The policy is belated because the adverse fate of those in care, or those designated as ‘care experienced’, has been well known for many years. There is little new here. Conversely the removal of maintenance grants in 2016 simply made the hurdle higher for them. But this latest reversal is muddled and confused in its advice and relegates all responsibility and costs to the individual universities. The minister responsible for Higher Education, Chris Skidmore, cemented the policy with an article in Times Higher Education with ‘We must make sure care leavers are supported to succeed at UK universities’ where he said that “Subsidising accommodation and providing bursaries for student essentials can go a long way in helping care leavers realise their potential”.
Who pays and where does this leave the Office for Students?
The Office for Students (OfS) appears to have been bypassed in a policy document aimed directly at the so called ‘providers’. This is strange as access and widening participation are key elements of their regulatory role. Much of what the government proposes is already in place and set out by the OfS in ‘Care leavers and looked-after children’. The muddle is further inflated by the conflicting advice given to the Office for students in ministerial advice last year. The fact that many universities have not taken up the ‘Care Leaver Covenant’ might be down to this confusion.
See also TEFS 19th October 2018 ‘OfS progress on widening participation: Reserve your seat now for 2204AD’.
Universities will ask where the money is supposed to come from. Other better resourced students and hard working families will question the need for their higher fees to be diverted into support for less advantaged students simply to save the face of a poorly coordinated and failing overall government policy.
Unwittingly setting a basic standard for all students.
How many students are involved?
A comprehensive and detailed study, ‘MOVING ON UP: Pathways of care leavers and care-experienced students into and through higher education’ by the University of the West of England for the NNECL, showed that in 2015/16 there were 1,900 care leavers in university and 3,230 ‘care experienced' students. This low number means that the cost will remain fairly low unless something more radical is done to help such students earlier in their lives. That seems to be well off the radar of government.
The ‘student experience’ and a call for a fresh approach.
Fairness is the most important aspect of what universities are about. The timely article this week in the Guardian’s ‘Anonymous Academic’ paints a very stark picture in ‘My struggling students desperately need maintenance grants back’. What is described became very familiar to me as the situation worsened over the last 25 years or so at Queen’s University Belfast. Students struggling with part-time jobs, underperforming because of lack of time and sheer exhaustion increased in number. But it is wrong to single out one institution or ask them to pay to rectify the problem. Staff at Queen’s University Belfast did their best to support students. That an individual academic felt that they needed to be anonymous in highlighting this is even more disturbing. There must be many others afraid to speak out, even in their own institutions. However, it is clear that most universities have such issues with students and likewise try to help. It is nonsense to shift all responsibility onto them and ask them to pay through diverting fees from other students. Instead, in addition to government taking responsibility, two things are urgently needed.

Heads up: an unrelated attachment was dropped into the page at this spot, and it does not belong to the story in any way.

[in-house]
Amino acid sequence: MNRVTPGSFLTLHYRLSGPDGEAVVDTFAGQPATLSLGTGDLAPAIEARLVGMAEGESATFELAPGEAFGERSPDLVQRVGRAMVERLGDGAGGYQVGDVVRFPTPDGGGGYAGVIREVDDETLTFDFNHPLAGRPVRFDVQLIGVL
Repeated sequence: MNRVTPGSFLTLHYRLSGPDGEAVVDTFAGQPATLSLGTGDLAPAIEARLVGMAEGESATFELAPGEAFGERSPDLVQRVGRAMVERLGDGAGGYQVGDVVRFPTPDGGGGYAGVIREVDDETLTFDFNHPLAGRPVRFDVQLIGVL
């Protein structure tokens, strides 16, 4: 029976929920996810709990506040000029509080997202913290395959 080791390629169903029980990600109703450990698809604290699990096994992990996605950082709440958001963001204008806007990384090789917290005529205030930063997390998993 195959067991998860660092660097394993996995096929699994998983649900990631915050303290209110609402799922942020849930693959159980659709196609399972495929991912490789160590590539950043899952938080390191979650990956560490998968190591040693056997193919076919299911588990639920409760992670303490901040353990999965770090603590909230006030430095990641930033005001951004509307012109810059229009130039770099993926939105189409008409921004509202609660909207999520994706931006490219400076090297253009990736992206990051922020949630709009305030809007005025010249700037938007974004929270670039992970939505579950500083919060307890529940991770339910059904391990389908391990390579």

Firstly, a complete overhaul of the university funding model to stop the practice of cross subsidy between students and between research and teaching.
Secondly, a recognition by government that there should be a 'charter' that defines the minimum standard of resource and support needed for all students. They must also seek to organise support across all levels of education and set out a genuine ‘principle’ of fairness in its policies.
Mike Larkin, retired from Queen's University Belfast after 37 years teaching Microbiology, Biochemistry and Genetics.